Saturday's telephone conversation between Russian President Vladimir Putin and US President Donald Trump set a new tone for their countries' relations, releasing them from their current deadlock, Russian political analyst Dmitry Badovsky told RIA Novosti.
In an interview with RIA Novosti, Dmitry Badovsky of the Moscow-based Institute of Socio-Economic and Political Studies Foundation lauded Saturday's phone conversation between Russian President Vladimir Putin and US President Donald Trump as something that will help resolve the current strain in ties between Moscow and Washington.
On January 28, Donald Trump called Vladimir Putin for the first time since his inauguration in Washington, DC on January 20.
During the phone conversation, the two Presidents discussed improving cooperation between their countries in the fight against terrorism and the importance of rebuilding bilateral trade and economic ties.
"It is obvious that a new tone has been set in bilateral relations. Even in the characteristically vague and general wording of the press releases on the results of the conversation, one can see a real desire to move bilateral ties away from the sad state they were in under the Obama Administration," Dmitry Badovsky said.
He was echoed by Konstantin Kosachev, head of the Russian Upper House's International Affairs Committee, who remained upbeat about the results of the Saturday phone conversation between Putin and Trump.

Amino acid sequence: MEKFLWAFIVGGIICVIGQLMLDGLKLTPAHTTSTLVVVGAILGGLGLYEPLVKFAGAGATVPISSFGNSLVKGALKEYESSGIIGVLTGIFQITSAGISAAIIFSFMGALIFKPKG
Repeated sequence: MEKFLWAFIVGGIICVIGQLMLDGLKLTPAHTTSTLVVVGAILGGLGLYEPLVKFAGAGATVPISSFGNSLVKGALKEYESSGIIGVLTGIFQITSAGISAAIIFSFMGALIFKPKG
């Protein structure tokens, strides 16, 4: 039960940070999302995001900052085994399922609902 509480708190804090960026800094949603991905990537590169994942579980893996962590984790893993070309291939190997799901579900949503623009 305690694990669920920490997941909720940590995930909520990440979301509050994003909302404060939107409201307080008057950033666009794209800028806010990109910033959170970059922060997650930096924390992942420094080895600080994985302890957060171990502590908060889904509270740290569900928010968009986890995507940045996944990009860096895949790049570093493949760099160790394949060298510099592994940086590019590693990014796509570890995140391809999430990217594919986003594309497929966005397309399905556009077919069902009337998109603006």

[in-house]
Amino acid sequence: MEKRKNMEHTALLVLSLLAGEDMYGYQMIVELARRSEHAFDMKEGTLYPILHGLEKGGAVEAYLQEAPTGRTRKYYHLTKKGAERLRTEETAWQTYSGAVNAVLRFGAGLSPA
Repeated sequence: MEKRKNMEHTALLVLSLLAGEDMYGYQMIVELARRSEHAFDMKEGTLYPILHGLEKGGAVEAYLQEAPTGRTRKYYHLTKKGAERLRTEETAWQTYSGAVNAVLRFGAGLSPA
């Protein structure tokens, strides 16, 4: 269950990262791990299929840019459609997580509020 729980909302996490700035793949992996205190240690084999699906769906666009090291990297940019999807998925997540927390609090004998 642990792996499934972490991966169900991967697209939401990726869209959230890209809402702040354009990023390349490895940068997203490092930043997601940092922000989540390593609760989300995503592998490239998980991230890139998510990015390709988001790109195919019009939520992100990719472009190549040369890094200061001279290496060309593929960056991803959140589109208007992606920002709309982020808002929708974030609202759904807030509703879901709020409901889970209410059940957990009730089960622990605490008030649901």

"Yesterday's conversation was supposed to return content and meaning to the Russian-American dialogue, something that really happened," Kosachev was quoted by RIA Novosti as saying.
He specifically drew attention to the fact that the two leaders touched upon "practically all" of the topics of mutual interest during the conversation.
"I would like to hope for mutual interest, not only the Russian side's, in shifting to a new type of relationship," Kosachev said.
For his part, the head of the Russian Lower House's Foreign Affairs Committee Leonid Slutsky suggested that Moscow and Washington must push for a joint fight against international terrorism, which can lead to the creation of a broad anti-terrorist coalition in Syria.
Vladimir Dzhabarov, first deputy head of the Russian Upper House's International Affairs Committee, said in turn that Trump will most likely build a partnership with Moscow.
Trump will continue to show such an approach to resolving international problems in the future because he is a pragmatic person and providing US interests is a priority for him, according to Dzhabarov.
Moscow sees Washington as its most important partner in fighting international terrorism, Putin told Trump, according to the Kremlin's official statements on the conversation.
Both leaders reportedly supported the idea of improving "real coordination" between their nations in the fight against Daesh and other terrorist groups active in Syria.
Trump and Putin also expressed their willingness to work together to "develop and stabilize" US-Russia interaction and assured each other that their nations' citizens view the other's positively.
In addition, the two world leaders discussed Iran's nuclear program, the Arab-Israeli conflict, the situation on the Korean peninsula, and the conflicts in Syria and Ukraine, the Kremlin reports, as well as nonproliferation issues.
The White House, for its part, stated that a phone conversation between Russian President Vladimir Putin and his US counterpart Donald Trump was a "significant start" to improving relations between the two countries.
"The positive call was a significant start to improving the relationship between the United States and Russia, which is in need of repair," the statement said on Saturday.
"Both President Trump and President Putin are hopeful that after today's call the two sides can move quickly to tackle terrorism and other important issues of mutual concern," the statement added.